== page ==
All this time I was still reading stories as part of the reward system, but occasionally spotting a word that Heather could sound out.  At first she was annoyed as that slowed down the story telling however she also developed some satisfaction when she could pick out more difficult words.  I looked for very simple books (spending more time in the children's section than the adult) and encouraged her to read to me.  At some point there seemed to be a big breakthrough and I could tell that she was figuring things out on her own and laughing at me for falling behind.  That was the most satisfying of all and before too long she was picking out books and I was reading to her less.

My son Michael was four years behind in years, but I had had more practice.  It was only two or three years before his reading lessons began.  By this time I was aware that some teachers felt phonetic reading was a bad start for kids learning to read English, but I was pretty confident it worked.  Of course there are many words that don't sound out logically, but through life we are always learning rules and exceptions.  The pace was very similar in his progress.

Children's books are often not  "childish." There is adult wisdom and certainly many are entertaining.  One I remember was "The King's Stilts" that hit me hard.  I worked for a newspaper circulation department at the time and all too often I would start early (part of career was with morning newspapers) and often work late to either canvass or to talk with carriers who had been at school most of the day.  It seemed normal to me as my father had been a truck driver who very often worked 14 hour days.  In the Dr Seuss book the king spends the morning doing his kingly duties very conscientiously, but in the afternoon he would get on his stilts and really enjoy himself.  When the stilts were stolen he lost his joy of life and his kingly duties suffered dangerously.  A good lesson for all and in the story his interest and energy were restored when his stilts were recovered.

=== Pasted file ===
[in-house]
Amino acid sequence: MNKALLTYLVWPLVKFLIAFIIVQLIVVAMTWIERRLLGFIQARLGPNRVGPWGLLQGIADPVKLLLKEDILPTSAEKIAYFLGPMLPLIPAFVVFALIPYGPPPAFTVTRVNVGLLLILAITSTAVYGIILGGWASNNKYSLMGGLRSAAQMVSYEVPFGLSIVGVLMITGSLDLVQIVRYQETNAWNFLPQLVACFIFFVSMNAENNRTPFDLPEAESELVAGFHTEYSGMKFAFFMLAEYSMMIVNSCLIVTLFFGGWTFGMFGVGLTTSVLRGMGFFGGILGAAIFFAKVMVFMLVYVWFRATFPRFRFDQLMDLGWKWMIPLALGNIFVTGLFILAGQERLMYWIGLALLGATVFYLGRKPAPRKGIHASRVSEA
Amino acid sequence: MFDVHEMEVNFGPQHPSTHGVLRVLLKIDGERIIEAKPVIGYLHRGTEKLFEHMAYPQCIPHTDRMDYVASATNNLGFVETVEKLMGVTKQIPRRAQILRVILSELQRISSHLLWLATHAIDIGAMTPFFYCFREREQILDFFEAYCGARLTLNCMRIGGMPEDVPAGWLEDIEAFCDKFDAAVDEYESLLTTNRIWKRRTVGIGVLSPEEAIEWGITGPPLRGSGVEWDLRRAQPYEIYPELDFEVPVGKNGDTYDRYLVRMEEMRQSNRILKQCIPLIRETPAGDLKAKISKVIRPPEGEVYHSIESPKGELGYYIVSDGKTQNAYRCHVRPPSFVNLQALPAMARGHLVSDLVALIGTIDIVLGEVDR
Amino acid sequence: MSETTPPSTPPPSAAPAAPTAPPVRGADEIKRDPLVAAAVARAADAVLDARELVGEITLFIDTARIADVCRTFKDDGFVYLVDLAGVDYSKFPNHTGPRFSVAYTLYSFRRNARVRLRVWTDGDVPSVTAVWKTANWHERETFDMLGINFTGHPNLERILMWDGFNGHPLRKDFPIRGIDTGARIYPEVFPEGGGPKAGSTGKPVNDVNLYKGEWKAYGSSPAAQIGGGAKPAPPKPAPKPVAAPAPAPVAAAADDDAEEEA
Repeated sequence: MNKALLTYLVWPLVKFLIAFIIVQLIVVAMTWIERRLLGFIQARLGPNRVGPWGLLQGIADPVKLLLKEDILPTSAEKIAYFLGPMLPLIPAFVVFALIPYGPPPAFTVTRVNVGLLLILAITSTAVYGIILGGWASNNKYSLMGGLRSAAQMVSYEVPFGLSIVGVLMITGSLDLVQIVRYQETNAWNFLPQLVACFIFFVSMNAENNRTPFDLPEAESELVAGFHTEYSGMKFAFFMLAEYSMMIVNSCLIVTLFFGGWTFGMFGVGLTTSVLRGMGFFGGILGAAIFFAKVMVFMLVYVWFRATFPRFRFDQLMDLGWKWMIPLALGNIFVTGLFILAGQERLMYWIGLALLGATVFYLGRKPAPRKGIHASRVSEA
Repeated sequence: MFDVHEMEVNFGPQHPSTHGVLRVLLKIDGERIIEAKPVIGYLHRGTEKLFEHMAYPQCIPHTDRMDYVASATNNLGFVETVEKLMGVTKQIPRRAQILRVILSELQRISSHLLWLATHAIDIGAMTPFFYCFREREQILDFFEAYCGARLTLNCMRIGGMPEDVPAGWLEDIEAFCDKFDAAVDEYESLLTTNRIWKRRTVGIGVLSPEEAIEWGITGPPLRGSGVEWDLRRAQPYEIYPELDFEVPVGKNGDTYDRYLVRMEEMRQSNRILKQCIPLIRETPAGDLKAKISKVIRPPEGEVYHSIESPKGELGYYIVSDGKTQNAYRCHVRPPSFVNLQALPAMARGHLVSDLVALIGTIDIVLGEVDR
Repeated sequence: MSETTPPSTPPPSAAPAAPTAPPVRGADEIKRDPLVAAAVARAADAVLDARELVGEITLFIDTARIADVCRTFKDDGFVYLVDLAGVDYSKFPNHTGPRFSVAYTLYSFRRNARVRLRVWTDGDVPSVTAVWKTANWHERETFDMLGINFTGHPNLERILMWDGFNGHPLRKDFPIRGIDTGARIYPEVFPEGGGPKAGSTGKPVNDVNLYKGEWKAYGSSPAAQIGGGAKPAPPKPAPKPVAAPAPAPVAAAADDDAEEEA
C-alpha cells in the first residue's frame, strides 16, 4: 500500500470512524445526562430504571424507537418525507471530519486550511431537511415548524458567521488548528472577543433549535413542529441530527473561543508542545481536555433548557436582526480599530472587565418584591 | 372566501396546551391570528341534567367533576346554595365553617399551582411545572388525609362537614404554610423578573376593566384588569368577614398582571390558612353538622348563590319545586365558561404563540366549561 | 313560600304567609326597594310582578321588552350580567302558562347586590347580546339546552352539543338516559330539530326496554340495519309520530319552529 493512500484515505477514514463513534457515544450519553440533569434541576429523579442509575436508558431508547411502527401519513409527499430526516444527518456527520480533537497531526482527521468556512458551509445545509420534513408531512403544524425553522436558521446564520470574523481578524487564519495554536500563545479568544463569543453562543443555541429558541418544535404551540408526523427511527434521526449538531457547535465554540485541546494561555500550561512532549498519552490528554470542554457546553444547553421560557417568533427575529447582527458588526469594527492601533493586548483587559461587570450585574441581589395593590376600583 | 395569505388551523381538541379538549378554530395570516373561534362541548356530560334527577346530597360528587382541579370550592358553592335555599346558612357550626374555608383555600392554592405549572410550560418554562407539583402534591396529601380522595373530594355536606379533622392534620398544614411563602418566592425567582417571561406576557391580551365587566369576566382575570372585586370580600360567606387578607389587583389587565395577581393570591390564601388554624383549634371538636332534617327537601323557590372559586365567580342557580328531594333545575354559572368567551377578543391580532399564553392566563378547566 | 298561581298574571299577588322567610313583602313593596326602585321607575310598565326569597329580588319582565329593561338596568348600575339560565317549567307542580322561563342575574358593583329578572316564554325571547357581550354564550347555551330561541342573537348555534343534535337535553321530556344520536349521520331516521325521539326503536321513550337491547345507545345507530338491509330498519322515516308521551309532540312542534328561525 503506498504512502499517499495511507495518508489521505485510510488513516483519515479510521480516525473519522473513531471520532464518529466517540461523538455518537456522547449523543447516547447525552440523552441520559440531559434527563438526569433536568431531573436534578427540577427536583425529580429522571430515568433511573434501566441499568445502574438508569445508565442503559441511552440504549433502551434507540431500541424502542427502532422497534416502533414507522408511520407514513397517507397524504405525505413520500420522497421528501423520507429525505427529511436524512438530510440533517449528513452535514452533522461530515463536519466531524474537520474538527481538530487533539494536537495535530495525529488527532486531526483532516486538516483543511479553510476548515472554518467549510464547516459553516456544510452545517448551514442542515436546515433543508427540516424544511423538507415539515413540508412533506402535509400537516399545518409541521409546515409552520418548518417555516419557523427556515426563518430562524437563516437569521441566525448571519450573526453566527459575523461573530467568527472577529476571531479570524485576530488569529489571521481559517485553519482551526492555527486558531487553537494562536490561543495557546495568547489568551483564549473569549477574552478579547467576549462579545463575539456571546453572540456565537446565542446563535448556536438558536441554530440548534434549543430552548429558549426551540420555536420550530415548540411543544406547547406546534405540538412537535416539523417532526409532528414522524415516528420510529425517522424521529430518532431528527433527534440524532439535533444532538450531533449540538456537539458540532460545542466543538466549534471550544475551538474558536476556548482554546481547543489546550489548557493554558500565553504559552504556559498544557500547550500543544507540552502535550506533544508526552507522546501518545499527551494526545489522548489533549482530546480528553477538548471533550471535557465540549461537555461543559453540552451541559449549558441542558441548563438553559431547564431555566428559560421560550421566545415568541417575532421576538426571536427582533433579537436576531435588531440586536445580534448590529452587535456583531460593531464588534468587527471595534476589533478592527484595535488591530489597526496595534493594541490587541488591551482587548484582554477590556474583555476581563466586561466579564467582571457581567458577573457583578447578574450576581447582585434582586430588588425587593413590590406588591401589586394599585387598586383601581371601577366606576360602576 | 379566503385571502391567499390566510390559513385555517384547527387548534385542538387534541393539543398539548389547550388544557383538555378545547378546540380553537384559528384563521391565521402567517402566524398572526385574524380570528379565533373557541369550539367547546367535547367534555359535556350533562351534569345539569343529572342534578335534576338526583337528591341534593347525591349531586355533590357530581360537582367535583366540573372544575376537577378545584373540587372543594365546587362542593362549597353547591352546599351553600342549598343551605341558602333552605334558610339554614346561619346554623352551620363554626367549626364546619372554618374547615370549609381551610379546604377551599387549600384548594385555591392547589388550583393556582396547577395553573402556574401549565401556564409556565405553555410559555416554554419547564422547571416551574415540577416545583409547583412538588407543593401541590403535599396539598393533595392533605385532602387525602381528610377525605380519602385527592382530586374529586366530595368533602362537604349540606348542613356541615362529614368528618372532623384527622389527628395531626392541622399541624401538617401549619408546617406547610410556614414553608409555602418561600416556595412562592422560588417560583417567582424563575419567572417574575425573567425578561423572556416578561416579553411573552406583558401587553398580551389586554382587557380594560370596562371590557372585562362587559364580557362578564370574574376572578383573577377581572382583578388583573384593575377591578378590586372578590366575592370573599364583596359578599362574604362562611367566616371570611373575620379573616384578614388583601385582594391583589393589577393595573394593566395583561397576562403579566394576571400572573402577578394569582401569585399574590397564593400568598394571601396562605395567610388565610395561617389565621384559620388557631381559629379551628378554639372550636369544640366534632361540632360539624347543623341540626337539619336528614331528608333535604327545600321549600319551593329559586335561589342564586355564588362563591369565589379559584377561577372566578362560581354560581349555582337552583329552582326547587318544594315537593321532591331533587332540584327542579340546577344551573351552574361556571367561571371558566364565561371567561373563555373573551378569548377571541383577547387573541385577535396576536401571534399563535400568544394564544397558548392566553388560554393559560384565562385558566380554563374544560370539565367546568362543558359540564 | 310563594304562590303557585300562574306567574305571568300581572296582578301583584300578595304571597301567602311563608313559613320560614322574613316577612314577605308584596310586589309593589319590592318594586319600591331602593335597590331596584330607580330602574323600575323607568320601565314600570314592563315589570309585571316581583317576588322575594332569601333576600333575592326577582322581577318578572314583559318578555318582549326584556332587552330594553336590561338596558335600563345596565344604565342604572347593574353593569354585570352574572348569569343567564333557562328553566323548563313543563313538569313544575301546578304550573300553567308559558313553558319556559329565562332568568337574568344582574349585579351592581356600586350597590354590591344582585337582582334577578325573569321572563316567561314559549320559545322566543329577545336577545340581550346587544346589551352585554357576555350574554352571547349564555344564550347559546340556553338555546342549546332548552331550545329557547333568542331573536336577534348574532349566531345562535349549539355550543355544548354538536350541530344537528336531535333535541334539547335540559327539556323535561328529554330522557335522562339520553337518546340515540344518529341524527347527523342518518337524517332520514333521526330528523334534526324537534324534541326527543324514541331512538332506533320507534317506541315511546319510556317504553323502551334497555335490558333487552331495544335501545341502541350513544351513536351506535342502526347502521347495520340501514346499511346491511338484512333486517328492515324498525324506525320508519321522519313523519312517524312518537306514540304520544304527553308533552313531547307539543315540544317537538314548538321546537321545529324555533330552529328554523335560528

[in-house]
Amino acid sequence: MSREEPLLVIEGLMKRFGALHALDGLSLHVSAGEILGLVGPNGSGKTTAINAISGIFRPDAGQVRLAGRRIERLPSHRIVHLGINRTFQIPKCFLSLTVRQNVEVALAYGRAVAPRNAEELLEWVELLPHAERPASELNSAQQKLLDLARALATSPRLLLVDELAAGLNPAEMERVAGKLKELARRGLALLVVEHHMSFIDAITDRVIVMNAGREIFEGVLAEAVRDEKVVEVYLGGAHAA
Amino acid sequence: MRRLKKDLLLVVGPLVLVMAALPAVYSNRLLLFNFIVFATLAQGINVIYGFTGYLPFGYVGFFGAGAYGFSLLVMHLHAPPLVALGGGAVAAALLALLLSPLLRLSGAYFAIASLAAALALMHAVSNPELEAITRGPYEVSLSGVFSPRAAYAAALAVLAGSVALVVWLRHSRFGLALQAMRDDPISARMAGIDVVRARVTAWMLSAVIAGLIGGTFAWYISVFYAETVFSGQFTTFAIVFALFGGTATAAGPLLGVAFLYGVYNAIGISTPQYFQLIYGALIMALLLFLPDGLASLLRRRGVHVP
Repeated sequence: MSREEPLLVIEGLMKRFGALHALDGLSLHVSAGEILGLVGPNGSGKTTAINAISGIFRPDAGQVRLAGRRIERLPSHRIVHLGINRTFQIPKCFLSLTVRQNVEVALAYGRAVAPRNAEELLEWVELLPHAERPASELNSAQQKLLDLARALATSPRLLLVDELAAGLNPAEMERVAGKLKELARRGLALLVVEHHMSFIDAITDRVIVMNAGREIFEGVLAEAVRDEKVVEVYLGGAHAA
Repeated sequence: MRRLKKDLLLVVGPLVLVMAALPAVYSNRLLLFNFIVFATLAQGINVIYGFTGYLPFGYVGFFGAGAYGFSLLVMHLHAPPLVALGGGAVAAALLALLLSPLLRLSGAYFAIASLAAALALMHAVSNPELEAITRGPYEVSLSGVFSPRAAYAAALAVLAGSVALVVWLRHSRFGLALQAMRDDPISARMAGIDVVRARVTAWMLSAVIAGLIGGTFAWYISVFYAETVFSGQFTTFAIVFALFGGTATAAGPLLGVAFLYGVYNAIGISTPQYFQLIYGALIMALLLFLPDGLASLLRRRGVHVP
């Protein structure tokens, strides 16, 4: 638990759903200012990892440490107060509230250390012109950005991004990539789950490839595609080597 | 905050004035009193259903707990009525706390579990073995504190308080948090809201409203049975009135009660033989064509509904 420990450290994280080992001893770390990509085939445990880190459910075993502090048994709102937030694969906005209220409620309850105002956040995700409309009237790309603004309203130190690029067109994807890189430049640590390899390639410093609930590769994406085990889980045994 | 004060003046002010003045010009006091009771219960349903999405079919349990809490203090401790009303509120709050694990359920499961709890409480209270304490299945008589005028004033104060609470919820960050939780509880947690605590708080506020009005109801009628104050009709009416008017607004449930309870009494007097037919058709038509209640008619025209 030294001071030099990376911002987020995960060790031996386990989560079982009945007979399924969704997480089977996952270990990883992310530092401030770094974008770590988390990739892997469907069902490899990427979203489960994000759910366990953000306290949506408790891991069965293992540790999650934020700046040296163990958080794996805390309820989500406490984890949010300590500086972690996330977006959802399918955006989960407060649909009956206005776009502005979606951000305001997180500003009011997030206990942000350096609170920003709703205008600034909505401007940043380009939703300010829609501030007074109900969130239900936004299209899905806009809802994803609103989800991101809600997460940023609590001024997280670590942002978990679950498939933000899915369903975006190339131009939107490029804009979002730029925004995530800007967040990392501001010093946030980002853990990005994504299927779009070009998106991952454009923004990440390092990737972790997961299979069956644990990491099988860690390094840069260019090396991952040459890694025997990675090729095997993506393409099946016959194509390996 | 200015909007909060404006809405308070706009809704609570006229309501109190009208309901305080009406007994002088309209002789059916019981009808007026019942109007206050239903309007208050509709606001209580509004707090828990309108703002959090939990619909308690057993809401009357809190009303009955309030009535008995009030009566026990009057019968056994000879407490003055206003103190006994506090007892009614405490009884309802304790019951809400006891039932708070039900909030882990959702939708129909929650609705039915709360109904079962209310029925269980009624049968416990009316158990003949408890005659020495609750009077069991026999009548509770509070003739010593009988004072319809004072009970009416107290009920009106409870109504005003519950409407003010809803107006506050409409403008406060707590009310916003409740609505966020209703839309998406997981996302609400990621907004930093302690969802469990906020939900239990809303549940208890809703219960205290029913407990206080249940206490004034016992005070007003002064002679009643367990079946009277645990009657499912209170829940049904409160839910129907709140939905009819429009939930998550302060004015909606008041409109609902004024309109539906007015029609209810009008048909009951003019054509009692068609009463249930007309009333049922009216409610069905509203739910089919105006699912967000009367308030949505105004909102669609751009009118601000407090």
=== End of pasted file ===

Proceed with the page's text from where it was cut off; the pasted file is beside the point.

When I visited Michael while he was at the University of Victoria I walked through an art event and realized I recognized one of the artists participating.  It was Ted Harrison who wrote and illustrated a children's book on the Yukon.

With both Heather and Michael there was a boost of interest in books.  They were always looking for more interesting stuff.  They are both above average in intelligence so maybe all that would have happened anyway.  I like to think I am very intelligent (not everyone notices), but when I think back I am grateful for my mother's efforts in reading to me.

Both my children, now adults  are working with youngsters and opening up minds.  Heather works at a community centre and deals with youngsters outside school hours.  My son Michael not able to get a teaching job in Canada has been in Korea, Tanzania, England and now New Zealand teaching.  I am proud of them both and like to think I helped get them started.